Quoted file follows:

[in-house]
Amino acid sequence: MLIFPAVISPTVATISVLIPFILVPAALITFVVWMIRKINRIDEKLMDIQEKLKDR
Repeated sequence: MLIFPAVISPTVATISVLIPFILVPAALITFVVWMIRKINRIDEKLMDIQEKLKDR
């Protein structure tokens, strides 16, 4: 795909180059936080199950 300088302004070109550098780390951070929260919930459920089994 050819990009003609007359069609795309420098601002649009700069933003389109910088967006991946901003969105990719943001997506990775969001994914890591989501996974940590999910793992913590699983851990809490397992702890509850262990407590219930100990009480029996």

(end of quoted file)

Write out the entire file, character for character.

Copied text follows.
[in-house]
Amino acid sequence: MLIFPAVISPTVATISVLIPFILVPAALITFVVWMIRKINRIDEKLMDIQEKLKDR
Repeated sequence: MLIFPAVISPTVATISVLIPFILVPAALITFVVWMIRKINRIDEKLMDIQEKLKDR
């Protein structure tokens, strides 16, 4: 795909180059936080199950 300088302004070109550098780390951070929260919930459920089994 050819990009003609007359069609795309420098601002649009700069933003389109910088967006991946901003969105990719943001997506990775969001994914890591989501996974940590999910793992913590699983851990809490397992702890509850262990407590219930100990009480029996």